With strong established friendships and patrons, Beaton’s social circles expanded quickly, bringing him readily into contact with some of the most successful writers, musicians, dancers and actors of the time. A trip to New York in 1928 further earned him the support of American Vogue. His exhibition at London’s Cooling Galleries the previous year had been tremendously successful, all helping to build his reputation not only as a portrait photographer, but also as a social commentator.
George ‘Dadie’ Rylands as the Duchess of Malfi by Cecil Beaton, 1924. © The Cecil Beaton Studio Archive.
Moving between London and rural locations, the Bright Young Things used both city and countryside for their social gatherings. When Beaton acquired Ashcombe, his own country home, he was truly a member of the group. His summer party there in 1937, jointly hosted with his close friend Sir Michael Duff, had 300 guests. It took the form of a fête champêtre, a garden party in the style of an 18th-century French court. For Beaton, it was a performance, and he and his guests dressed in costume. The photographs are dazzling.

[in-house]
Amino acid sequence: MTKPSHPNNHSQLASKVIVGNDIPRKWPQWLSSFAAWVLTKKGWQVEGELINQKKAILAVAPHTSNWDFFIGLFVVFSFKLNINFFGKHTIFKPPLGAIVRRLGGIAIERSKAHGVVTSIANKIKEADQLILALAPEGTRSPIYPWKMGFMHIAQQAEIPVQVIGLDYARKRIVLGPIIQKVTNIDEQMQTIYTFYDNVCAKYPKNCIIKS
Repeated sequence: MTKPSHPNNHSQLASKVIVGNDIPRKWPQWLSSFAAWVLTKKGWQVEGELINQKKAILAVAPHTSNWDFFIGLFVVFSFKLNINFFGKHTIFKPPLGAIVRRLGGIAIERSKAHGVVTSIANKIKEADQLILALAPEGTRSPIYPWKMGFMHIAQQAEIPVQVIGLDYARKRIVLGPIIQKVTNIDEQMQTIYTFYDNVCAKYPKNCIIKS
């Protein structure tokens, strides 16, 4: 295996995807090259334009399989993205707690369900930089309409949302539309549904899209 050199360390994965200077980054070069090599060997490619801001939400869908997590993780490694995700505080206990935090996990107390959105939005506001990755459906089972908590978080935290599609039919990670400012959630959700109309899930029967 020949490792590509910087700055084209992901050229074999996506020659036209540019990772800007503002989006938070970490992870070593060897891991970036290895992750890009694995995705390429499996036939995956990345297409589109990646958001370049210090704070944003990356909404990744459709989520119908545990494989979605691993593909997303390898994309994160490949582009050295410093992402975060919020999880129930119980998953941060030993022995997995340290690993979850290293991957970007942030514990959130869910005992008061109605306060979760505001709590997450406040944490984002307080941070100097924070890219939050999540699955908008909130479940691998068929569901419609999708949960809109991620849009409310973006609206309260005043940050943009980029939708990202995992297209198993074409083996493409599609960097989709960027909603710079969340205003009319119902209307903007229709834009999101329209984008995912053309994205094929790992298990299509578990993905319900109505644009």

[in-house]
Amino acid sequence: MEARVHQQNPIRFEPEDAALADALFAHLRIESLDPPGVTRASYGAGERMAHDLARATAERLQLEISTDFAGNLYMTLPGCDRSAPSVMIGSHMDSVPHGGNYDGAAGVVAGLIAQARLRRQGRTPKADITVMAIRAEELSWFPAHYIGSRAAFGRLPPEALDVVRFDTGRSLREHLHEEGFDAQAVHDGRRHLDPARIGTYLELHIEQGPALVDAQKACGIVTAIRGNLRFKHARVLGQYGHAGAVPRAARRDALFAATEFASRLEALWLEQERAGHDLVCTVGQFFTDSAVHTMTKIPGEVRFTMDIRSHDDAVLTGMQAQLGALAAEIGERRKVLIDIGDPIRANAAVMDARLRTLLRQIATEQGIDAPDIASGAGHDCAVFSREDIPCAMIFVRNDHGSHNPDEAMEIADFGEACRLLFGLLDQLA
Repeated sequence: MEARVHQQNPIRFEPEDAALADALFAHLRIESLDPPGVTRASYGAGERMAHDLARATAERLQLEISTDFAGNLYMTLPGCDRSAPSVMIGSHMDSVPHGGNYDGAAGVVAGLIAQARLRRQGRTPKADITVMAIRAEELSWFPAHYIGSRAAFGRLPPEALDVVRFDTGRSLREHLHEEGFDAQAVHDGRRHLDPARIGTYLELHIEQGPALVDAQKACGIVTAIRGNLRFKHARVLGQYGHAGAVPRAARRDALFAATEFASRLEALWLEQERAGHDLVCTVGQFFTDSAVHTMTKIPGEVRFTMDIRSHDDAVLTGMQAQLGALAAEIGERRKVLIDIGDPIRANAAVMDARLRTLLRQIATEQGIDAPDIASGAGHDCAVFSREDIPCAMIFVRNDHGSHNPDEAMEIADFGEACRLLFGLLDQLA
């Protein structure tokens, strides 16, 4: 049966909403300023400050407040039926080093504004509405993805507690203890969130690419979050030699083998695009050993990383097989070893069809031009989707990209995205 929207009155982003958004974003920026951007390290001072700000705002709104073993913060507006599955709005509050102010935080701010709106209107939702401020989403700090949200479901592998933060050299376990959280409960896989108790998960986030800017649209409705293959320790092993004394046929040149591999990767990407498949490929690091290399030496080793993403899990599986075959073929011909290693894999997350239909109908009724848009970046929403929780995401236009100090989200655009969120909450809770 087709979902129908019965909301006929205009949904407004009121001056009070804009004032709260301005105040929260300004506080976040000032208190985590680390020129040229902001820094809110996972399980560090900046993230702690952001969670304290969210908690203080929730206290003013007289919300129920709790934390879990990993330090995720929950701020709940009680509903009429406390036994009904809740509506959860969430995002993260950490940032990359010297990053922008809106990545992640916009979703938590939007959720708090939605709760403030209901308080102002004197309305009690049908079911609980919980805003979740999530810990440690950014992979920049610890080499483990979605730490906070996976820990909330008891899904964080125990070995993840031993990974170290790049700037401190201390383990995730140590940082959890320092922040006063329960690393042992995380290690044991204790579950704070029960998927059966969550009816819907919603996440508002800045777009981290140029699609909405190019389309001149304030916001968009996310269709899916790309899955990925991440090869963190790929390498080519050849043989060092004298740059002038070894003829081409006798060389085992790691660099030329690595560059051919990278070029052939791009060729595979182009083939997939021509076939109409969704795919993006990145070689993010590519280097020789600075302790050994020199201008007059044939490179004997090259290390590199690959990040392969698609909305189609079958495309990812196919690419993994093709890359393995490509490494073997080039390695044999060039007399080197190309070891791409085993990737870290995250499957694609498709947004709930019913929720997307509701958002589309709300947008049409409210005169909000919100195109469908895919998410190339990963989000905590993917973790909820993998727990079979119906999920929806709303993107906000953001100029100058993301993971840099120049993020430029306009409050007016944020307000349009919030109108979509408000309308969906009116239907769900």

In 1939, Beaton’s career took a new direction when he received an invitation to photograph Queen Elizabeth. During the second world war he became a photographer for the Ministry of Information and travelled the world in his role. Over the course of his career, Beaton won three Oscars and in 1968 was the first living photographer to have a retrospective in any British national museum. In 1972, he was knighted.
Edward Le Bas as Mrs Vulpy in The Watched Pot by Cecil Beaton, 1924. © The Cecil Beaton Studio Archive.
Beaton’s rather serious career from 1939 onwards came in the wake of the fun and frippery of the Bright Young Things years remembered in this exhibition, which is beautifully and thoughtfully designed. The swags and flourishes of architectural features built in to the schema are entirely appropriate and the gold, silver, burgundy and green colour themes in different rooms and spaces are perfect. The Bright Young Things would surely feel entirely at home here.